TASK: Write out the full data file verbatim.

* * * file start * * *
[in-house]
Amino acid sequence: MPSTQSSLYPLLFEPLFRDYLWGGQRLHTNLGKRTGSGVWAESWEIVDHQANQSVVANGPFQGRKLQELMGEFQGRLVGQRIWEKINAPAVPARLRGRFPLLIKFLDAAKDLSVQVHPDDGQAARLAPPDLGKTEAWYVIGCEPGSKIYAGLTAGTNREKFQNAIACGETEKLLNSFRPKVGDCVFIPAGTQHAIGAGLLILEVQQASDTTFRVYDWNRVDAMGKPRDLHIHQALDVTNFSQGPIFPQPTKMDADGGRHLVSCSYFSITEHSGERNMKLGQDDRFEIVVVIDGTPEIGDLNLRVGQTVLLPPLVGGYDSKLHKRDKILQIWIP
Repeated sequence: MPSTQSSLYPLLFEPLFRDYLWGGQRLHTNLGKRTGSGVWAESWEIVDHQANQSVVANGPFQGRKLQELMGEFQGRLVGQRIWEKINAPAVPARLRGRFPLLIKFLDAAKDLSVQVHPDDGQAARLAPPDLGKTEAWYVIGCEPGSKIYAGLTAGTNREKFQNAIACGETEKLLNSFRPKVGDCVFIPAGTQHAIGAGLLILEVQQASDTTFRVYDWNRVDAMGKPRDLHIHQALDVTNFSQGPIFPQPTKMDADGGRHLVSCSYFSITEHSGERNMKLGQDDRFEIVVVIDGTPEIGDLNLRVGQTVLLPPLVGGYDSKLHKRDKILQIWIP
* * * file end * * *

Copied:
[in-house]
Amino acid sequence: MPSTQSSLYPLLFEPLFRDYLWGGQRLHTNLGKRTGSGVWAESWEIVDHQANQSVVANGPFQGRKLQELMGEFQGRLVGQRIWEKINAPAVPARLRGRFPLLIKFLDAAKDLSVQVHPDDGQAARLAPPDLGKTEAWYVIGCEPGSKIYAGLTAGTNREKFQNAIACGETEKLLNSFRPKVGDCVFIPAGTQHAIGAGLLILEVQQASDTTFRVYDWNRVDAMGKPRDLHIHQALDVTNFSQGPIFPQPTKMDADGGRHLVSCSYFSITEHSGERNMKLGQDDRFEIVVVIDGTPEIGDLNLRVGQTVLLPPLVGGYDSKLHKRDKILQIWIP
Repeated sequence: MPSTQSSLYPLLFEPLFRDYLWGGQRLHTNLGKRTGSGVWAESWEIVDHQANQSVVANGPFQGRKLQELMGEFQGRLVGQRIWEKINAPAVPARLRGRFPLLIKFLDAAKDLSVQVHPDDGQAARLAPPDLGKTEAWYVIGCEPGSKIYAGLTAGTNREKFQNAIACGETEKLLNSFRPKVGDCVFIPAGTQHAIGAGLLILEVQQASDTTFRVYDWNRVDAMGKPRDLHIHQALDVTNFSQGPIFPQPTKMDADGGRHLVSCSYFSITEHSGERNMKLGQDDRFEIVVVIDGTPEIGDLNLRVGQTVLLPPLVGGYDSKLHKRDKILQIWIP